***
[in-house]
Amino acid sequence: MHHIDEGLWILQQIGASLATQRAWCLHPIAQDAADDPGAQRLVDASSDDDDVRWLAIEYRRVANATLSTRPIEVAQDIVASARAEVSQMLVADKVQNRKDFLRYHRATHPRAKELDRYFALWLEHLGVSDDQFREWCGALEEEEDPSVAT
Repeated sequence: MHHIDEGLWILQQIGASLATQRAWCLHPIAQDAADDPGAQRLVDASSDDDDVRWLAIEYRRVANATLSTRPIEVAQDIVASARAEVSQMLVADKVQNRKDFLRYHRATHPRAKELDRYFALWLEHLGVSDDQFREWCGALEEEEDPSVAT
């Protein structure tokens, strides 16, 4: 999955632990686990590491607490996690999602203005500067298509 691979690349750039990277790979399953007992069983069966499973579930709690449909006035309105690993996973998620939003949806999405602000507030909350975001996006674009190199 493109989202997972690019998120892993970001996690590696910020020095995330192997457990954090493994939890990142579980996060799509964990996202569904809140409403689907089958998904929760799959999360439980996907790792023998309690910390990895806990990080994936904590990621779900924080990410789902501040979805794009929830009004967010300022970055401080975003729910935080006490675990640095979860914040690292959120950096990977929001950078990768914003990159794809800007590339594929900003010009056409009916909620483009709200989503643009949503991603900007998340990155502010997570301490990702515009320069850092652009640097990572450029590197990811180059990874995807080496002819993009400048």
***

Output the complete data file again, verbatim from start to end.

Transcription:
[in-house]
Amino acid sequence: MHHIDEGLWILQQIGASLATQRAWCLHPIAQDAADDPGAQRLVDASSDDDDVRWLAIEYRRVANATLSTRPIEVAQDIVASARAEVSQMLVADKVQNRKDFLRYHRATHPRAKELDRYFALWLEHLGVSDDQFREWCGALEEEEDPSVAT
Repeated sequence: MHHIDEGLWILQQIGASLATQRAWCLHPIAQDAADDPGAQRLVDASSDDDDVRWLAIEYRRVANATLSTRPIEVAQDIVASARAEVSQMLVADKVQNRKDFLRYHRATHPRAKELDRYFALWLEHLGVSDDQFREWCGALEEEEDPSVAT
């Protein structure tokens, strides 16, 4: 999955632990686990590491607490996690999602203005500067298509 691979690349750039990277790979399953007992069983069966499973579930709690449909006035309105690993996973998620939003949806999405602000507030909350975001996006674009190199 493109989202997972690019998120892993970001996690590696910020020095995330192997457990954090493994939890990142579980996060799509964990996202569904809140409403689907089958998904929760799959999360439980996907790792023998309690910390990895806990990080994936904590990621779900924080990410789902501040979805794009929830009004967010300022970055401080975003729910935080006490675990640095979860914040690292959120950096990977929001950078990768914003990159794809800007590339594929900003010009056409009916909620483009709200989503643009949503991603900007998340990155502010997570301490990702515009320069850092652009640097990572450029590197990811180059990874995807080496002819993009400048």